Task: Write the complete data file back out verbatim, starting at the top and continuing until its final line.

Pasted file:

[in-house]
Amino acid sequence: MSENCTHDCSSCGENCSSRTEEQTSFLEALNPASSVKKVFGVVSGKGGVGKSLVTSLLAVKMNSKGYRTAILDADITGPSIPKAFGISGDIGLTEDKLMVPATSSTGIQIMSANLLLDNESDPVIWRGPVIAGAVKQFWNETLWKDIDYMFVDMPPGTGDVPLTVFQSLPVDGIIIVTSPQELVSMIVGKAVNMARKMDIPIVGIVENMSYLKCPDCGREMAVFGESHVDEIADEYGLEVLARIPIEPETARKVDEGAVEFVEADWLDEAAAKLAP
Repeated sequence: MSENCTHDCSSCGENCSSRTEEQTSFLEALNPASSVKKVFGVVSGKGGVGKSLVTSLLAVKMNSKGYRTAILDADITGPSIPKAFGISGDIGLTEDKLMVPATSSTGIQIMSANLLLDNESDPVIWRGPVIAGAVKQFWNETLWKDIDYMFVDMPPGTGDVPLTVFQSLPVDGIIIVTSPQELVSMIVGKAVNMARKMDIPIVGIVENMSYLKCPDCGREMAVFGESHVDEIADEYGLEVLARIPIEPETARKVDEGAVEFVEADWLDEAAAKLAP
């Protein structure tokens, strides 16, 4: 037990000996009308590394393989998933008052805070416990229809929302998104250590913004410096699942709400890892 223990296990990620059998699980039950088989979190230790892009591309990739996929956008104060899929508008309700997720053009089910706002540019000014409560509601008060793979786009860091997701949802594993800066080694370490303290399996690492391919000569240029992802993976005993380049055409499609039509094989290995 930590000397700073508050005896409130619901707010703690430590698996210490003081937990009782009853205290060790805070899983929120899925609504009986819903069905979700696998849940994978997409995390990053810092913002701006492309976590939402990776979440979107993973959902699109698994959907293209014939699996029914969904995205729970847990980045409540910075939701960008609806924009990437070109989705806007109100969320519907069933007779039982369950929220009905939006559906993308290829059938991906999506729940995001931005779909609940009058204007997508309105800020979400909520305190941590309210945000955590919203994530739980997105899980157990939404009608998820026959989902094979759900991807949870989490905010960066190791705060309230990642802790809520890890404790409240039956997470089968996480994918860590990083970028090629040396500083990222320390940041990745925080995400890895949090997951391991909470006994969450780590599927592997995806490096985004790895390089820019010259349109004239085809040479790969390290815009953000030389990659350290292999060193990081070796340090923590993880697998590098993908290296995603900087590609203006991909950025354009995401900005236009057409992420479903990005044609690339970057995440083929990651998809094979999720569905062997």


[in-house]
Amino acid sequence: MSENCTHDCSSCGENCSSRTEEQTSFLEALNPASSVKKVFGVVSGKGGVGKSLVTSLLAVKMNSKGYRTAILDADITGPSIPKAFGISGDIGLTEDKLMVPATSSTGIQIMSANLLLDNESDPVIWRGPVIAGAVKQFWNETLWKDIDYMFVDMPPGTGDVPLTVFQSLPVDGIIIVTSPQELVSMIVGKAVNMARKMDIPIVGIVENMSYLKCPDCGREMAVFGESHVDEIADEYGLEVLARIPIEPETARKVDEGAVEFVEADWLDEAAAKLAP
Repeated sequence: MSENCTHDCSSCGENCSSRTEEQTSFLEALNPASSVKKVFGVVSGKGGVGKSLVTSLLAVKMNSKGYRTAILDADITGPSIPKAFGISGDIGLTEDKLMVPATSSTGIQIMSANLLLDNESDPVIWRGPVIAGAVKQFWNETLWKDIDYMFVDMPPGTGDVPLTVFQSLPVDGIIIVTSPQELVSMIVGKAVNMARKMDIPIVGIVENMSYLKCPDCGREMAVFGESHVDEIADEYGLEVLARIPIEPETARKVDEGAVEFVEADWLDEAAAKLAP
């Protein structure tokens, strides 16, 4: 037990000996009308590394393989998933008052805070416990229809929302998104250590913004410096699942709400890892 223990296990990620059998699980039950088989979190230790892009591309990739996929956008104060899929508008309700997720053009089910706002540019000014409560509601008060793979786009860091997701949802594993800066080694370490303290399996690492391919000569240029992802993976005993380049055409499609039509094989290995 930590000397700073508050005896409130619901707010703690430590698996210490003081937990009782009853205290060790805070899983929120899925609504009986819903069905979700696998849940994978997409995390990053810092913002701006492309976590939402990776979440979107993973959902699109698994959907293209014939699996029914969904995205729970847990980045409540910075939701960008609806924009990437070109989705806007109100969320519907069933007779039982369950929220009905939006559906993308290829059938991906999506729940995001931005779909609940009058204007997508309105800020979400909520305190941590309210945000955590919203994530739980997105899980157990939404009608998820026959989902094979759900991807949870989490905010960066190791705060309230990642802790809520890890404790409240039956997470089968996480994918860590990083970028090629040396500083990222320390940041990745925080995400890895949090997951391991909470006994969450780590599927592997995806490096985004790895390089820019010259349109004239085809040479790969390290815009953000030389990659350290292999060193990081070796340090923590993880697998590098993908290296995603900087590609203006991909950025354009995401900005236009057409992420479903990005044609690339970057995440083929990651998809094979999720569905062997």